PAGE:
That said, the article did have some redeeming value. While speaking in Banghor, Maine, Palin had these nice words to say about her crowd:
“I feel like I am at home because I see the Carhartts and the steel-toed boots,” she said, standing next to Maine’s senior senator Olympia Snowe. “And I see mixed in there with the suits and the ties, the NRA hats and all those good things that remind me of home.”
Maybe it is just me, but people wearing "the Carhartts and the steel-toed boots" or "the suits and the ties" doesn't really evoke 'home' to me. Now, I recognize I am not from Alaska, but where I come from people wearing suits and ties reminds me of work. And, if I am not mistaken, folks wear steel-toed boots and Carhartts to work and then take them off when they get home.
But maybe she meant home in the broader sense. But that leads to another question: why should work clothes and NRA hats remind Palin of Alaska? It's not like Alaska has cornered the market on those things. They are fairly common across the lower 48 states as well. And it isn't like those are iconic Alaskan images. I'm guessing NRA hats and Carhartts don't even make the top 10 list of things people think about when they think of Alaska. It's like saying "seeing all these cars here reminds me of my home, Chicago ... because it has cars."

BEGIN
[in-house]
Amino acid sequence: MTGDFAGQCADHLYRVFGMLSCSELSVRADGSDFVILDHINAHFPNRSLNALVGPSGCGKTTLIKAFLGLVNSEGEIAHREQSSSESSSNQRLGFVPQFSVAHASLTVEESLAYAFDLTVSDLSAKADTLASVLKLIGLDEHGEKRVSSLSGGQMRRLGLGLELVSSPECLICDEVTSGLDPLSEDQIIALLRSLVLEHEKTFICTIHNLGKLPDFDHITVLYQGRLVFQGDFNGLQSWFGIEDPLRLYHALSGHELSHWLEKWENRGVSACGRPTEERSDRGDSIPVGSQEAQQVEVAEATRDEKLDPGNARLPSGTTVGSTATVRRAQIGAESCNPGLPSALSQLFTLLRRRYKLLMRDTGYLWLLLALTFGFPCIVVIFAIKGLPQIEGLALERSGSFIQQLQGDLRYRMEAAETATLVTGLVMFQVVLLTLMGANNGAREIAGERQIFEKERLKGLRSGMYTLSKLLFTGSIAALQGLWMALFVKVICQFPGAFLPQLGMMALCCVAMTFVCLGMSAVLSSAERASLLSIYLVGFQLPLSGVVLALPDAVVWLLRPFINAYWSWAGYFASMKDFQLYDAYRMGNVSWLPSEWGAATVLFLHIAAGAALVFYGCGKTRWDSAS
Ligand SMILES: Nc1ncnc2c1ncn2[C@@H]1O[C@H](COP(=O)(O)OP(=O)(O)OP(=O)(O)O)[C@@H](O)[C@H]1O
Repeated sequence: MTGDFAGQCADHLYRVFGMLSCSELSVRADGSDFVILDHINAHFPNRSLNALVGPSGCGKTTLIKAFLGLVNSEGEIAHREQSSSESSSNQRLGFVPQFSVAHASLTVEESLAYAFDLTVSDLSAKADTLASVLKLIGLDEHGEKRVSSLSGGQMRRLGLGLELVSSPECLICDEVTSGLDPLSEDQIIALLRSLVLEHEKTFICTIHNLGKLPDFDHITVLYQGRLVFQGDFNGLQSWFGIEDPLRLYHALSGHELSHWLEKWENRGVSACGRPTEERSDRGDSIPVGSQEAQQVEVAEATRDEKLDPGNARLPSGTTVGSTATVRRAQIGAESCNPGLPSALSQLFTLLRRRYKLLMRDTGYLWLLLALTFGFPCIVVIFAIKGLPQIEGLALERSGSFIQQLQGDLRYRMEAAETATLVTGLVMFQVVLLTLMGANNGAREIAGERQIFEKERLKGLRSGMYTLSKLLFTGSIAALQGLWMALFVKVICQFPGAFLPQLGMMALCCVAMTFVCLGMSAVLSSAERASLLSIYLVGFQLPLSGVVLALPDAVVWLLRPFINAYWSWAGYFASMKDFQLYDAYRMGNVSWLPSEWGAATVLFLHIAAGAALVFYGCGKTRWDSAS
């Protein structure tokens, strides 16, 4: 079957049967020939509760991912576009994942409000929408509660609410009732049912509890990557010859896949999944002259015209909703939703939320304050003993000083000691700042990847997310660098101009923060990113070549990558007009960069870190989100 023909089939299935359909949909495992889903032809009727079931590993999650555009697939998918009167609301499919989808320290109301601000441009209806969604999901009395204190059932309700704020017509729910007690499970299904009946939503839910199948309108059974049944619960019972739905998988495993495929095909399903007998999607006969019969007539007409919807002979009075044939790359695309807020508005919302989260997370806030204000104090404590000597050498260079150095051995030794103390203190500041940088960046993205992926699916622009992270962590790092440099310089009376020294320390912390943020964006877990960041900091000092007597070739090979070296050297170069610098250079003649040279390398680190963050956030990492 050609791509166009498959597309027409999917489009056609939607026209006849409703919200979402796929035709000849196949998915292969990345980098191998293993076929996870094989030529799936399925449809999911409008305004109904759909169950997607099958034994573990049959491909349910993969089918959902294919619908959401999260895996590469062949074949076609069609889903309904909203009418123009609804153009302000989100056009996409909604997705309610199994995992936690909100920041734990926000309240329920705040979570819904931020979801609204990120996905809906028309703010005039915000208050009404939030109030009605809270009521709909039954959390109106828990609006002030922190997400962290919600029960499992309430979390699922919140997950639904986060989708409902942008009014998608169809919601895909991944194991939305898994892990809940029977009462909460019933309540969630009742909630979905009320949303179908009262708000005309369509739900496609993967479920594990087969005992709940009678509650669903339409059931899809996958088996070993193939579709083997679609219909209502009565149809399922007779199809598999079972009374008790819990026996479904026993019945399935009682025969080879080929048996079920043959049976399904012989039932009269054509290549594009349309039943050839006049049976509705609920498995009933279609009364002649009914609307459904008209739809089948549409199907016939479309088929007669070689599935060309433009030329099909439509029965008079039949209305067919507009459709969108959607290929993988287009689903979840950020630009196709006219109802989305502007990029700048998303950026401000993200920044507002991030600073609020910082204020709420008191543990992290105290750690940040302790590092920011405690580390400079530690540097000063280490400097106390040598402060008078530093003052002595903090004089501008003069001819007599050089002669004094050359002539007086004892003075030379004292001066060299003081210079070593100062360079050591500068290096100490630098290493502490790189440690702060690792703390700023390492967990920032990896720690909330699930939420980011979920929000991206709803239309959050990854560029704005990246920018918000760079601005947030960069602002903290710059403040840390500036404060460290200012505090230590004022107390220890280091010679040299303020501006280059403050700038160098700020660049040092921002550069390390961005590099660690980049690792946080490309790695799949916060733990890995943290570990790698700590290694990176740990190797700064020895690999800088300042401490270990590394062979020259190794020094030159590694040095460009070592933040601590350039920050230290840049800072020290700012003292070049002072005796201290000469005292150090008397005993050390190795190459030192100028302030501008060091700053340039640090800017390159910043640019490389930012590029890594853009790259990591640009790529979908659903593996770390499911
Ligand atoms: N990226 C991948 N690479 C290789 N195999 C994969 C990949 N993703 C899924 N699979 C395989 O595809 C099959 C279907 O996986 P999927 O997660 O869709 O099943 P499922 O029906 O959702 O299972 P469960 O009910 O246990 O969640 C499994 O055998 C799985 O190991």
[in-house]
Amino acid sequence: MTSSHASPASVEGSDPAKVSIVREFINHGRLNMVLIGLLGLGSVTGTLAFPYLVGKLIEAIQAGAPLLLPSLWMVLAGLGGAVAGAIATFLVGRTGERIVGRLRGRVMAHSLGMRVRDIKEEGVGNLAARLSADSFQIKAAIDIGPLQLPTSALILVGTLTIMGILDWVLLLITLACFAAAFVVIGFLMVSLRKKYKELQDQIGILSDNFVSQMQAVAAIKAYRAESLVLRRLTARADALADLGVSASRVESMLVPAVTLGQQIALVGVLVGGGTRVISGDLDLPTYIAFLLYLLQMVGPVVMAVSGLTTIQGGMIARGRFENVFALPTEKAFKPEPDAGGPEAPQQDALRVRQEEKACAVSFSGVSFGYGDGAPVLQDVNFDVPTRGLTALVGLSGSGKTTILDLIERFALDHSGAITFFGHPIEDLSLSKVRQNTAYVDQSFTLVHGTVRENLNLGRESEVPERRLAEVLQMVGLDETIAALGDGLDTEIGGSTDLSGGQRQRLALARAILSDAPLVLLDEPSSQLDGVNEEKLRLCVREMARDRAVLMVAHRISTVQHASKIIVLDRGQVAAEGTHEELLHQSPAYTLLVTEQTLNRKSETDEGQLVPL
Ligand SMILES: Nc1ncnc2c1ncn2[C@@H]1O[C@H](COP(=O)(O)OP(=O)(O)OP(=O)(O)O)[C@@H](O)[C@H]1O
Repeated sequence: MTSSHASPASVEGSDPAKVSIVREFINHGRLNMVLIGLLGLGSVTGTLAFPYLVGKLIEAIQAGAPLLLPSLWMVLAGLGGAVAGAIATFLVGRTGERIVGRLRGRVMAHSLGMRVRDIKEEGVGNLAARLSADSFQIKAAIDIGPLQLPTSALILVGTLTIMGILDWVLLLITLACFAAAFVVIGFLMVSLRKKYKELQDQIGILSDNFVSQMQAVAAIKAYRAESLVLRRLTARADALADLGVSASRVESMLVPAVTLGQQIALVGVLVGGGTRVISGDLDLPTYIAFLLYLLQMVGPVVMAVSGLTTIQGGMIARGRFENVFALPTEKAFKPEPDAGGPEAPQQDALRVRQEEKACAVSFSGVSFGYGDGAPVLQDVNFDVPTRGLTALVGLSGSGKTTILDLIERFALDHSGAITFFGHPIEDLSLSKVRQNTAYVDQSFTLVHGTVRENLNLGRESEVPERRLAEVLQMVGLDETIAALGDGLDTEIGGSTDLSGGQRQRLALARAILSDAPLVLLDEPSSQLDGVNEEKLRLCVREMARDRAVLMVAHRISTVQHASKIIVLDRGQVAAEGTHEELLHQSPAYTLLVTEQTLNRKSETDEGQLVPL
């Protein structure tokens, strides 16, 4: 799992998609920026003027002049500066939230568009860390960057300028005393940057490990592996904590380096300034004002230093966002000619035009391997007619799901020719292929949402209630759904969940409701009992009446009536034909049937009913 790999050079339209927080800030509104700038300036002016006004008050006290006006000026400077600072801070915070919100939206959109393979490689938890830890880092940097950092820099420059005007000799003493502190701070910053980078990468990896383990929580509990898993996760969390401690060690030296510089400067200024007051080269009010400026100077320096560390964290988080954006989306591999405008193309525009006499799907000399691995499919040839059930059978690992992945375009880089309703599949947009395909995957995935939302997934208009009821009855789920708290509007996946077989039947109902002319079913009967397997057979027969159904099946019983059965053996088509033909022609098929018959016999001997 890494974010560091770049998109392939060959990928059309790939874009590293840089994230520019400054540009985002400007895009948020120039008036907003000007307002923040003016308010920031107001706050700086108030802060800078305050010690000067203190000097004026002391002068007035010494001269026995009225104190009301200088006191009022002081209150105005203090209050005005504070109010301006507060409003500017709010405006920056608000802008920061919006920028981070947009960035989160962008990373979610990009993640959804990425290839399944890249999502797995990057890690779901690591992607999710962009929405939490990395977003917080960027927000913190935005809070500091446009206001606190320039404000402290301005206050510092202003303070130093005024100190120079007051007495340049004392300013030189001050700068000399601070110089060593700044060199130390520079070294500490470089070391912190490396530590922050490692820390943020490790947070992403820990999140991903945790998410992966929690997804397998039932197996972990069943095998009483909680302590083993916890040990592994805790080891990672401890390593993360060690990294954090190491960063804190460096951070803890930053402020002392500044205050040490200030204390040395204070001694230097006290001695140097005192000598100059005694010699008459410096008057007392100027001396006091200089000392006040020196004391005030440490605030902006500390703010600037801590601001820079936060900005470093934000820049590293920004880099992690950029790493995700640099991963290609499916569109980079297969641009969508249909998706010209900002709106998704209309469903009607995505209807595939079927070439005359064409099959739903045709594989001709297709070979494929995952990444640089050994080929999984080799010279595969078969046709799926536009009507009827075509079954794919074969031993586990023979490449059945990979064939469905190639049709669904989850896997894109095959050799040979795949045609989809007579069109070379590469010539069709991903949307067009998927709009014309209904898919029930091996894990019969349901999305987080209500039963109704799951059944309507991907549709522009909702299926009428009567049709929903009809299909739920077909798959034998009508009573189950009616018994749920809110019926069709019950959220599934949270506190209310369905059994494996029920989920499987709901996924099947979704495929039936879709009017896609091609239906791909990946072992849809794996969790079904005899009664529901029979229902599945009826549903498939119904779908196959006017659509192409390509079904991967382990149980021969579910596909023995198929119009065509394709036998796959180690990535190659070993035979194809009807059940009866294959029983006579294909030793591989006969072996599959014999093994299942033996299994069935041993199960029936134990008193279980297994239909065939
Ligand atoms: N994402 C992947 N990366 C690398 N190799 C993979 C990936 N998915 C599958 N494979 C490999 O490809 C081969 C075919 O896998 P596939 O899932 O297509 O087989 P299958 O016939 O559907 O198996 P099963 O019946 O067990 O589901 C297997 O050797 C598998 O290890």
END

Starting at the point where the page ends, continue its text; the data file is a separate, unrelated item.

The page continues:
We should give her some credit. At least she said something nice about her fans this time. In Richmond, she mistook her fans for hecklers. When the fans started chanting 'louder, louder' because they couldn't hear, she stopped speaking and chastised them, saying ""I hope those protesters have the courage and honor to give veterans thanks for their right to protest." If this is how she regards her supporters, one can only wonder what she'll do when she comes across someone who doesn't agree with her. Maybe that's why she's been ducking interviews from the major media outlets.